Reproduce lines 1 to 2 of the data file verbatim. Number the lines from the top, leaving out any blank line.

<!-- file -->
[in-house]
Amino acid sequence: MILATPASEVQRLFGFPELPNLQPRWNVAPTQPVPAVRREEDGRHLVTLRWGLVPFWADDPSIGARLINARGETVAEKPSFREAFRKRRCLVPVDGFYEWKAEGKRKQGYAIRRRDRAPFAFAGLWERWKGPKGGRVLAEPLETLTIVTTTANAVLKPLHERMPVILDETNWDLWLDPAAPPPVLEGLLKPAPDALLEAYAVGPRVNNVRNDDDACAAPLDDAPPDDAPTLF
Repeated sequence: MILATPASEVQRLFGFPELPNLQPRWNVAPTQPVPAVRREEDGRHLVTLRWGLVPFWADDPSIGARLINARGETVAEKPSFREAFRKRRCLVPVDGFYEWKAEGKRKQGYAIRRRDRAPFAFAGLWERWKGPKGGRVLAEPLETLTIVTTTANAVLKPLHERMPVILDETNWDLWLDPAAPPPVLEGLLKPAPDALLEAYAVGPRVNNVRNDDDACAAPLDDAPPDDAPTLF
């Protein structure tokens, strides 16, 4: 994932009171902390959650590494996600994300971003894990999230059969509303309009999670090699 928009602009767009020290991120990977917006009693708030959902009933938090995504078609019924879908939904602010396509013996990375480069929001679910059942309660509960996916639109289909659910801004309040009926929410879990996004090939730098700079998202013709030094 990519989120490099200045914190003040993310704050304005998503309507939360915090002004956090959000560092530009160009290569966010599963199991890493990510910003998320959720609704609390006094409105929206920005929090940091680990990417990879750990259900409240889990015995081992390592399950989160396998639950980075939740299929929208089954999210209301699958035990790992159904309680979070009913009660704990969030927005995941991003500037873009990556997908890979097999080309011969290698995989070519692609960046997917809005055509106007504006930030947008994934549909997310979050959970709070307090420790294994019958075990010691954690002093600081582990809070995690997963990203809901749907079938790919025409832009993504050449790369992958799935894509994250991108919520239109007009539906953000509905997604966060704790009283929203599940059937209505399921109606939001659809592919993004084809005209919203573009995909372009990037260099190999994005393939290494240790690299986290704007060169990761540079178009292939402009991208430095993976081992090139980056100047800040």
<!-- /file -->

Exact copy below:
[in-house]
Amino acid sequence: MILATPASEVQRLFGFPELPNLQPRWNVAPTQPVPAVRREEDGRHLVTLRWGLVPFWADDPSIGARLINARGETVAEKPSFREAFRKRRCLVPVDGFYEWKAEGKRKQGYAIRRRDRAPFAFAGLWERWKGPKGGRVLAEPLETLTIVTTTANAVLKPLHERMPVILDETNWDLWLDPAAPPPVLEGLLKPAPDALLEAYAVGPRVNNVRNDDDACAAPLDDAPPDDAPTLF